By Eric Heinz
Five homes that were constructed beginning in January have all sold to people looking to establish ownership in the Globeville, Elyria and Swansea neighborhoods, but at a much lower cost than the average single-family home in Denver.
Denver’s average market sales price for a single-family home was $625,000 in July, according to the Colorado Association of Realtors. But the houses established by the Tierra Colectiva branch of the GES Coalition all recently sold for between $205,000 and $215,000.
Nola Miguel, the director of the GES Coalition, which is the umbrella organization for Tierra Colectiva, said the most exciting part was seeing all the families move in when the project was done, especially as they were waiting on permit approvals.
“Having them finally be able to move in and be excited, and I got an email from the family that lives here (in one of the units), they sent me an email saying the first night that they slept there, the kids woke up and said, ‘It’s like a dream,’” Miguel said, adding some families were living with other relatives without adequate space.
The homes all had appliances installed but were not furnished, according to Miguel. To qualify, people had to prove they make no more than 80% of the area median income (AMI), which for a family of four is a total household income of less than $99,280.
“Most people were living in apartments that were in really bad condition,” Miguel said. “Too small for their family size, paying way too much. Even though they’re purchasing a home, their month-to-month housing costs are going down.”
Miguel added that the homes were sold with fixed mortgages attached.
Miguel said even the property taxes are more stable than a traditional home because Tierra Colectiva and its partners have an agreement with the Denver Assessor’s Office. Because owners cannot sell their homes at market price, they are not taxed at market rates.
“Their taxes might go up a teeny bit, but they’re way more stable than a traditional home,” she said.
Tierra Colectiva partnered with Denver-based Brothers Redevelopment Inc. to develop the modular homes, and the land trust is also overseen by Colorado Community Land Trust in partnership with Habitat for Humanity. Miguel said there is “a long list of partners” involved with the projects.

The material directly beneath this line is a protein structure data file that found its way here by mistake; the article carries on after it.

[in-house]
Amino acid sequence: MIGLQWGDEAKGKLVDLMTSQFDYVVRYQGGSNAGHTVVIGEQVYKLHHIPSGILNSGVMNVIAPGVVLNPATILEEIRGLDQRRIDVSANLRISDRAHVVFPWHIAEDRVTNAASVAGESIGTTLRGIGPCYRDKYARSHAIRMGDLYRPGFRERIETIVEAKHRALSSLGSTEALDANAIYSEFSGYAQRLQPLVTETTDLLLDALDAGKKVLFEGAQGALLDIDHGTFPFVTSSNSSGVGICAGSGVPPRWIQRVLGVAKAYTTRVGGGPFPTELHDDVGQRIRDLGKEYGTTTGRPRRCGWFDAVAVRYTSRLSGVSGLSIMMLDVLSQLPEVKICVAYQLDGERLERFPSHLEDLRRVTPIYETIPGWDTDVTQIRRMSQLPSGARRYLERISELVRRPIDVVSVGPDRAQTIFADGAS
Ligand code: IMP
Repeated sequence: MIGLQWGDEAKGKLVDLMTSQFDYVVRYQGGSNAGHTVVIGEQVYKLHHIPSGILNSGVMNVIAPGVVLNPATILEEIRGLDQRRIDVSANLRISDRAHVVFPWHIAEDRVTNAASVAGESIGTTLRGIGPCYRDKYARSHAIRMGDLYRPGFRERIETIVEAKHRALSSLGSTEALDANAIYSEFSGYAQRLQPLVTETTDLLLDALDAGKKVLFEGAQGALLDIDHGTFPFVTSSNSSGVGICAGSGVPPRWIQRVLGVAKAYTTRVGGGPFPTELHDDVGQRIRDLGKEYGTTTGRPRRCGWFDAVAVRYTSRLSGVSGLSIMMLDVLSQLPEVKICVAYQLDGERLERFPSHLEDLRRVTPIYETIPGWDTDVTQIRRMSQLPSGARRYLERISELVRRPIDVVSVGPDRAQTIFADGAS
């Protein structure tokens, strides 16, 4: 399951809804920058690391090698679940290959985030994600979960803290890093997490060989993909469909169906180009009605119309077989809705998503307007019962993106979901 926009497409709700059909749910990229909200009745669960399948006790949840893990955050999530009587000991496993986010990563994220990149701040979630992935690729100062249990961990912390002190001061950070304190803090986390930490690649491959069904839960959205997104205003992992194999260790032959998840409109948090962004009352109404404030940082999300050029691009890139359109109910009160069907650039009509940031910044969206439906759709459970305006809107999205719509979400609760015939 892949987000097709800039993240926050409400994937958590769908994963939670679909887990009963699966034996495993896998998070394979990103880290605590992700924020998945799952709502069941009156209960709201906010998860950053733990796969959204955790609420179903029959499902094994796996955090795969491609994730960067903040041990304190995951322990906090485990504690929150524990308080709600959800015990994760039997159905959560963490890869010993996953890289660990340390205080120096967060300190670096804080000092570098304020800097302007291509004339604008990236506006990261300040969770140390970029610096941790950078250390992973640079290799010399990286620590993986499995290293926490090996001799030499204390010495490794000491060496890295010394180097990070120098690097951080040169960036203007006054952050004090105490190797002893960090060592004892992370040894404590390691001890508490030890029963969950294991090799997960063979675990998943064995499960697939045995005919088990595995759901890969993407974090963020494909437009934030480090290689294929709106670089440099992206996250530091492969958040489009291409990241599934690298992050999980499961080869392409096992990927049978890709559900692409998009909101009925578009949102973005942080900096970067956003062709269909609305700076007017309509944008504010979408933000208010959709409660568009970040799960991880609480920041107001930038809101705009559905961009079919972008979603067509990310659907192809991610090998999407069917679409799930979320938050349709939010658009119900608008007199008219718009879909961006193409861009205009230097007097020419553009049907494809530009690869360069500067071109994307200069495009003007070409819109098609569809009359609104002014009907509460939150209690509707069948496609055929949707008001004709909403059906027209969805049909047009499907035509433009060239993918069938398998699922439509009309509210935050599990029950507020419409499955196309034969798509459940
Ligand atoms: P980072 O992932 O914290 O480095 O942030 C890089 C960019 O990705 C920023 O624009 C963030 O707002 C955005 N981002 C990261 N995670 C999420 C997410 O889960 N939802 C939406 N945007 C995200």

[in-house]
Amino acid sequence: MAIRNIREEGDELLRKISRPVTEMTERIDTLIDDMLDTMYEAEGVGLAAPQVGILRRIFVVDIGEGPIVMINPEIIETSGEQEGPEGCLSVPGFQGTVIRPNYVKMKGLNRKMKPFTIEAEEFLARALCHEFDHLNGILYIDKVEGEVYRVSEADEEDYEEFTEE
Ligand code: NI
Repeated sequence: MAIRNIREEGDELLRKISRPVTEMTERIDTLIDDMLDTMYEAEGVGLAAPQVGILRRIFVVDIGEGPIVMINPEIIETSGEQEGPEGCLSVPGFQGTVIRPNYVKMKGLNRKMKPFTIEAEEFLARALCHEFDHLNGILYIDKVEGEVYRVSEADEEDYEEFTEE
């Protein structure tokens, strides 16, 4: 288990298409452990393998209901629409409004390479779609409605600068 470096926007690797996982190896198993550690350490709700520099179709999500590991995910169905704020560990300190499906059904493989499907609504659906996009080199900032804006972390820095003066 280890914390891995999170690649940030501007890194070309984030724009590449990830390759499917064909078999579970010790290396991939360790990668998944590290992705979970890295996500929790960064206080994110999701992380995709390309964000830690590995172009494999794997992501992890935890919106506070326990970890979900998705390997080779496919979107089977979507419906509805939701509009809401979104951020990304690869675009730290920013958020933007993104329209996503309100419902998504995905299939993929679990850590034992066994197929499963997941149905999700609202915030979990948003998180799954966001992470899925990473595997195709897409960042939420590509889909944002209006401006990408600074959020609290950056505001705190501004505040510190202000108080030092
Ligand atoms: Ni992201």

Tierra Colectiva had already preserved eight units. Four were duplexes and four were rehabilitated homes. Future plans include tandem homes, additional rowhouses and replacing homes on land that was left over from the I-70 corridor project. When all that is done, Tierra Colectiva could have about 25 homes in its portfolio.
“The land is (Colorado Department of Transportation)-owned, so we got some congressionally allocated funds through (Sen. John) Hickenlooper’s office to pay for those parcels because per their regulations, they can’t just give the land to us,” Miguel said. “They actually have to get a fair market price. So we’re in a purchase and sale finalization right now with them. And so that’ll be an additional, probably, six homes.”
Miguel said Tierra Colectiva is working with the city to do rehabilitation projects on existing properties it may be able to acquire along with the help of Habitat for Humanity, which has an extensive history of completing such housing projects.
The land trust is also looking to partner with Brothers to offer some rent-to-own housing projects.
“Even though we’re able to reduce the prices quite a bit, some people still aren’t qualifying for a mortgage,” Miguel said.
The Tierra Colectiva land trust is owned by the Globeville, Elyria and Swansea community members.